The U.S. Securities and Exchange Commission (SEC) recently announced that it issued its largest whistleblower award ever, breaking the previous record of a $30 million award it handed out in 2014.
The SEC split a $50 million pot between two whistleblowers, with one taking home more than $33 million. No further information was provided about the case in question or the whistleblowers themselves, as the agency does not identify whistleblowers and attempts to provide as little information as possible about the cases to protect individuals’ identities.
Since the SEC’s whistleblower program was instituted in 2011 and distributed its first award in 2012, it has issued a total of $262 million in awards to 53 total whistleblowers. Whistleblowers in the program can collect anywhere between 10 and 30 percent of monetary sanctions when those sanctions exceed more than $1 million.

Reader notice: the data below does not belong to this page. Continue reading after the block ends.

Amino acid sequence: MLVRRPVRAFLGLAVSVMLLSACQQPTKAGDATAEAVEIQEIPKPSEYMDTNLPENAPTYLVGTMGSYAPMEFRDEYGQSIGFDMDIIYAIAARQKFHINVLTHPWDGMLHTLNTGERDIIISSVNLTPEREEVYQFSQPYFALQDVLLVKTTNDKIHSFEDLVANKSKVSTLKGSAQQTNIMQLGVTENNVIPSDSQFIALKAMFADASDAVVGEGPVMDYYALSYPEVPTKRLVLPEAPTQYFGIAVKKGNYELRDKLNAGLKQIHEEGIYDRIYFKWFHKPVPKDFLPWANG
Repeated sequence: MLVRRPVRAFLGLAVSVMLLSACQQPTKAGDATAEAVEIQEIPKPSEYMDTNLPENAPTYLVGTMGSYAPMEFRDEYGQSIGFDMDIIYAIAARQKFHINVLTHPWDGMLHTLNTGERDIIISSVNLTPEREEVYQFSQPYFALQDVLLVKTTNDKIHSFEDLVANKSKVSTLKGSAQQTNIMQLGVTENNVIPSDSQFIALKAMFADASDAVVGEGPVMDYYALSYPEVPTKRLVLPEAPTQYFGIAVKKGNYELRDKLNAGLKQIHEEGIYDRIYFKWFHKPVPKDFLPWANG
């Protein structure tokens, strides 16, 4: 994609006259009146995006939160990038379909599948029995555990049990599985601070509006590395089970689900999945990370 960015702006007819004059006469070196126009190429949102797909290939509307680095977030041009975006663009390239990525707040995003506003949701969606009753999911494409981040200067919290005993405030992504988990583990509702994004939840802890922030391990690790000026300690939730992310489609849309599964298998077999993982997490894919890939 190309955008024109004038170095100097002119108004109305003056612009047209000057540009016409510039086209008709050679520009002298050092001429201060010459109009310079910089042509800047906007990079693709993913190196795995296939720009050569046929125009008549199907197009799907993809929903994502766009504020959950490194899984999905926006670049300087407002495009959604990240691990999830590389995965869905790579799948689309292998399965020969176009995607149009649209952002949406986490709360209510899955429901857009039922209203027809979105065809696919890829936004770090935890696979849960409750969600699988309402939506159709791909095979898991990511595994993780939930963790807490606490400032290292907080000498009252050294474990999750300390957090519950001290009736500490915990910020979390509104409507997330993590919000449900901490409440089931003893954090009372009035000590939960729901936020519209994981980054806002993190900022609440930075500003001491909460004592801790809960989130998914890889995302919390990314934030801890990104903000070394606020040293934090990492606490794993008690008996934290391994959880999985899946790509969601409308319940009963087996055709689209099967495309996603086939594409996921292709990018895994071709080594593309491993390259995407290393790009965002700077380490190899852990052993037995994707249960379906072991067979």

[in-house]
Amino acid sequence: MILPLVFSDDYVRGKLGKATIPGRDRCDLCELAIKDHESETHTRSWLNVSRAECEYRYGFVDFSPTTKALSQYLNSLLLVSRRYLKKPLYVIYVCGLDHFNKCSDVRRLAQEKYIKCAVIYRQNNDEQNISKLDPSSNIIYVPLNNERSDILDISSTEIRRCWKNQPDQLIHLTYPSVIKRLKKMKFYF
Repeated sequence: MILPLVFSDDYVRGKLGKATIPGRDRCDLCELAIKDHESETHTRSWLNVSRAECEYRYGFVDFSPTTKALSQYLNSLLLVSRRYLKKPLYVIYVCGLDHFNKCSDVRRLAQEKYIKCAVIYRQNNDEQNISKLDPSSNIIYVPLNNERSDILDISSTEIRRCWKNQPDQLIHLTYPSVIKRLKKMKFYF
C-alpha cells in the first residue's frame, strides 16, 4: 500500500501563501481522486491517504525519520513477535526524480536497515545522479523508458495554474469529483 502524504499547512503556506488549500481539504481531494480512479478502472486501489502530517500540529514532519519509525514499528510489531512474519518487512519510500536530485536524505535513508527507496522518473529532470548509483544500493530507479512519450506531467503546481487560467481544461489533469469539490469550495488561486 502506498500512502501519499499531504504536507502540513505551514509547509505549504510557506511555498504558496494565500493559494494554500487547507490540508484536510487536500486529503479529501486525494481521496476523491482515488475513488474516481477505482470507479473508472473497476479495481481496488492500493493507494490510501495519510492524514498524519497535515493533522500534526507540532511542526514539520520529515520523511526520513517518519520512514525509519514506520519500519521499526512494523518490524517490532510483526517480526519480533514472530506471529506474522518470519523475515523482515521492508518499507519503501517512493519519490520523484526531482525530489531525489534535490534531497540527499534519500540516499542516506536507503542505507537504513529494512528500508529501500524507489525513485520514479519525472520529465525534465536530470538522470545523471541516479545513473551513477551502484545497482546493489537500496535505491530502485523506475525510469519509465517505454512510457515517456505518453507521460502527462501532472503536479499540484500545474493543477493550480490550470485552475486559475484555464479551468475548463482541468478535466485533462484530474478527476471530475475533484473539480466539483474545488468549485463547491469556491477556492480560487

There are other routes for whistleblowers to report wrongdoing if their cases are likely to be worth less than $1 million — the SEC program is just reserved for larger-value securities cases. The federal government over the last several years has expanded the options available for whistleblowers, the protections afforded to them and the potential they have to earn significant rewards for their assistance in uncovering wrongdoing.
While the SEC whistleblower program was initially the most-used outlet for would-be whistleblowers, the number of submitted whistleblower complaints through other federal programs have begun to catch up within the last couple years.
For more information on the options available to you when serving as a whistleblower, speak with a knowledgeable Dallas attorney at Kardell Law Group.